Most of us forget the controversy around the launch of Facebook’s Newsfeed. Newsfeed brought in the idea of group tagging– before it was introduced, no one had the idea. And now it’s part of the social fabric.
Another question raised by social is: do we have one or many identities? Normally, we have one identity, and all our relationships intrinsically go to one person. On the other hand, we have different ways fo expressing that identity in different contexts: our professional identity, our home identity, our identity in public. Social technologies in different spaces are expressed differently in those contexts.
Does every company need a social strategy? We’re already living in a networked world. This changes how we carry out a whole range of strategies: open networks, brands, supply changes, customer relations, and employee companies. But when we think about whether a product needs to be social, we need to think about the primitives of social (identity, relationships, shared space) and ask if those primitives are relevant. “The likelihood that there will be social toilets is very low.”
While it’s intrinsic that you need to be thinking about networks, it’s essential to apply design to that. There’s a fine line between the wisdom of crowds and the madness of masses. Reid quotes Foucault, that madness is what happens when we diverge from the pack. But sometimes we agree with the pack too much. Sometimes we need to be mad enough to prove that the world is round. How do we evolve our ideas from madness to sanity? With social technologies, Reid says we need to keep an eye out for what’s human.
What are the limits on behaviors that respond to network ideas? Reid reminds us that social products only work when they’re deeply embedded in human experence. He only invests in the 7 deadly sins. Family is important, work is important, media is important. Next, we need to think about activities which though they could be social, they are usually social.
Do things increase in value when we make them social. Reid thinks there is always a set of things for each task which is individual, and a set of things which are social. When writing a document, we have a loop between creation and sharing.
Are we getting better at understanding complex systems? Cesar responds that sometimes we understand the simple rules which lead to complex behaviour. Sometimes complex rules lead to simple behavior, and we’re starting to understand those complex rules. Cesar suggests that networks can also help us understand physics better, as we go beyond formulas to do pattern matching.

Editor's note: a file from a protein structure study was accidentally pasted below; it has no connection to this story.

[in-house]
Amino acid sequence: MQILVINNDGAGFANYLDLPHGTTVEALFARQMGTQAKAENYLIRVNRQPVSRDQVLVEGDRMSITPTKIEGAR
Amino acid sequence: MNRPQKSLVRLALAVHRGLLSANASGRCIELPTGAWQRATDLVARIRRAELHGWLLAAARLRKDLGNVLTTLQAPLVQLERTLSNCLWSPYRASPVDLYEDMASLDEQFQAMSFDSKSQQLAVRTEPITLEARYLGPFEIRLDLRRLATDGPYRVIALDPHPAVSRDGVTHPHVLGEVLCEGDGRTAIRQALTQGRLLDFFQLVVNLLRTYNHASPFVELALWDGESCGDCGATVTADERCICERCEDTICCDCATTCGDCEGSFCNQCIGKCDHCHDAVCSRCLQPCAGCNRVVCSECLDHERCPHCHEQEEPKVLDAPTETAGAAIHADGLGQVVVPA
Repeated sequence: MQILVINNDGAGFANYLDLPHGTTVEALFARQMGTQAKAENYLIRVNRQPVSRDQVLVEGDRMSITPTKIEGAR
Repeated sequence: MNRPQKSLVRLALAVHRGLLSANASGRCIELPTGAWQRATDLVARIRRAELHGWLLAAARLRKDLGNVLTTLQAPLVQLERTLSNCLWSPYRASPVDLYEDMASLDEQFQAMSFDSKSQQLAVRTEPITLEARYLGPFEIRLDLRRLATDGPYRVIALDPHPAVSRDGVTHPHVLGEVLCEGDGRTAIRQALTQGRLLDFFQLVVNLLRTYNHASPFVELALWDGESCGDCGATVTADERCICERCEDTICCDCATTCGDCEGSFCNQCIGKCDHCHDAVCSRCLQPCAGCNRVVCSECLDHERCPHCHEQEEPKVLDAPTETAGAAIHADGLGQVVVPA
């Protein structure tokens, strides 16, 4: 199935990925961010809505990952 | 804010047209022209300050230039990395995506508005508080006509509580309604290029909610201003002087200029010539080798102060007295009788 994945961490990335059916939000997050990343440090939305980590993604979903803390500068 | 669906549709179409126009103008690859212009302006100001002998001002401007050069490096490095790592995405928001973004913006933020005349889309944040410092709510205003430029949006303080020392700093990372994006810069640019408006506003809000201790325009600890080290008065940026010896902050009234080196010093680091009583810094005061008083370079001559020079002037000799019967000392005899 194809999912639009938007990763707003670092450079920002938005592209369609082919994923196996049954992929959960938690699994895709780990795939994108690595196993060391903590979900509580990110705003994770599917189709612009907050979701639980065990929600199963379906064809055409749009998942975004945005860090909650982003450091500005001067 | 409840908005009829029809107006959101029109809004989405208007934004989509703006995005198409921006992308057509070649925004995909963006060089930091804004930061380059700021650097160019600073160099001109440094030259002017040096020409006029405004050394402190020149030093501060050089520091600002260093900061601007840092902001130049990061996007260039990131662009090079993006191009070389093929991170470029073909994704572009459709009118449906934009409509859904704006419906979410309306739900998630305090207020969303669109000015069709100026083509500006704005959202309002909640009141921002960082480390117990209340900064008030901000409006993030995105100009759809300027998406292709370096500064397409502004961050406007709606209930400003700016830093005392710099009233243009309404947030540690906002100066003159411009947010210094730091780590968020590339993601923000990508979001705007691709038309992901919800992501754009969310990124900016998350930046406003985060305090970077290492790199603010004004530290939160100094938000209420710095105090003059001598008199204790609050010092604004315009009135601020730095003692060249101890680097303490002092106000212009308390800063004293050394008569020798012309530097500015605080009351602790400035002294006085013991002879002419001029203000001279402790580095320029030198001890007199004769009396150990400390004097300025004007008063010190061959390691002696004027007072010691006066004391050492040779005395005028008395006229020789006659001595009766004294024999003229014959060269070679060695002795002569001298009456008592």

Continuing the discussion on powerful metaphors, John Maeda refers to Rafe Sagarin’s article on 10 lessons you can learn from nature. He argues that we need to choose to draw positive inspiration from nature.
Hockenberry then asks Reid Hoffman what areas to expect disruption. Reid thinks institutions need to come up with new ways to deploy what they do outside the classroom. He points us to LinkedIN skills, a mash-up between LinkedIn’s database and wikipedia to try to connect people who have complementary skills.
“What institution is going to make a decision with the high resolution information we get from the social world?” Hockeberry asks. Is an institution going to help us decipher this problem, “or do we just live with a high resolution photo of how screwed we are?” Reid thinks that some things do take us by surprise, like the Arab Spring. But when governments take network thinking in mind, it’s often not one big decision. It’s a pattern of much smaller interactions with networks. For example, during Obama’s first campaign, he asked people on LinkedIN what he should be doing to support small businesses. Some of those ideas actually made it into policy. John Hockenberry expresses a hope that data can help governments anticipate things like the Arab Spring, capture them, and respond.
Hockenberry asks Sep Kamvar is programming is translation into machine language, or a fundamentally new thing? Sep responds with a story about ant nutrition. He describes the beautiful and process through which a colony of ants cooperates to carry out a highly complex digestive process, fetching food for the larvae. The ants rely on two things: communication and gifts. In technology, communication and gift are APIs. If we can do that with technology, we can also achieve beautiful complexity of a higher order.
What inspires the panelists? Cesar is inspired by people and by self discovery. Sep asks us which is the organism: the ant or the colony? Is it just the colony, or the entire ecosystem? Reid is inspired by the possibility of modifying human nature through how we evolve as a society. He hopes to evolve human consciousness, citing Steven Pinker’s claims that we live in some of the most peaceful times in history. Maeda is inspired by the experience of moving between different environments, learning from them and challenging them.